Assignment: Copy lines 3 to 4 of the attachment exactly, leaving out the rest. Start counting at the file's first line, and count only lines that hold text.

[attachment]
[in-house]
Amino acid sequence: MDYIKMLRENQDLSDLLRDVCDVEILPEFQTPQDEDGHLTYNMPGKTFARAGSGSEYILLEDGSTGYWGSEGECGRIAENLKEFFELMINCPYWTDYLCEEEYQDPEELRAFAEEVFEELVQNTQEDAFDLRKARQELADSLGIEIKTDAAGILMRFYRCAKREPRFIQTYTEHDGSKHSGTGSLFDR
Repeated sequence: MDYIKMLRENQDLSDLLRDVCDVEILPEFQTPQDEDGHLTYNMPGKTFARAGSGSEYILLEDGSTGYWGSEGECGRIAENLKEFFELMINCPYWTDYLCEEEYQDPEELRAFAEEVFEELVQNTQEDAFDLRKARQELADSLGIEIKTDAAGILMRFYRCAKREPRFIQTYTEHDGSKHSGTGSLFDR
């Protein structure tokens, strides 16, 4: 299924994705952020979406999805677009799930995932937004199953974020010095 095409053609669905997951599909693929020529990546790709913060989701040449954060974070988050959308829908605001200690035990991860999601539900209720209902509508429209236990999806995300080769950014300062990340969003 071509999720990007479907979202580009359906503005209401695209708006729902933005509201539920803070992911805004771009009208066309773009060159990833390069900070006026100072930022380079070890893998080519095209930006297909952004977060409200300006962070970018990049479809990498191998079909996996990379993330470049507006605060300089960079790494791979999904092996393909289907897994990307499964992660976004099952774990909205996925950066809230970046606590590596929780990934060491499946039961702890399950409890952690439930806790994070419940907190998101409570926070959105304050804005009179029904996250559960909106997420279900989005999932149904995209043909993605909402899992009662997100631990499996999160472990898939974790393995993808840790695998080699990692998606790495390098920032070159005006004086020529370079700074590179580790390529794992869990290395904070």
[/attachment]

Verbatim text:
Repeated sequence: MDYIKMLRENQDLSDLLRDVCDVEILPEFQTPQDEDGHLTYNMPGKTFARAGSGSEYILLEDGSTGYWGSEGECGRIAENLKEFFELMINCPYWTDYLCEEEYQDPEELRAFAEEVFEELVQNTQEDAFDLRKARQELADSLGIEIKTDAAGILMRFYRCAKREPRFIQTYTEHDGSKHSGTGSLFDR
């Protein structure tokens, strides 16, 4: 299924994705952020979406999805677009799930995932937004199953974020010095 095409053609669905997951599909693929020529990546790709913060989701040449954060974070988050959308829908605001200690035990991860999601539900209720209902509508429209236990999806995300080769950014300062990340969003 071509999720990007479907979202580009359906503005209401695209708006729902933005509201539920803070992911805004771009009208066309773009060159990833390069900070006026100072930022380079070890893998080519095209930006297909952004977060409200300006962070970018990049479809990498191998079909996996990379993330470049507006605060300089960079790494791979999904092996393909289907897994990307499964992660976004099952774990909205996925950066809230970046606590590596929780990934060491499946039961702890399950409890952690439930806790994070419940907190998101409570926070959105304050804005009179029904996250559960909106997420279900989005999932149904995209043909993605909402899992009662997100631990499996999160472990898939974790393995993808840790695998080699990692998606790495390098920032070159005006004086020529370079700074590179580790390529794992869990290395904070």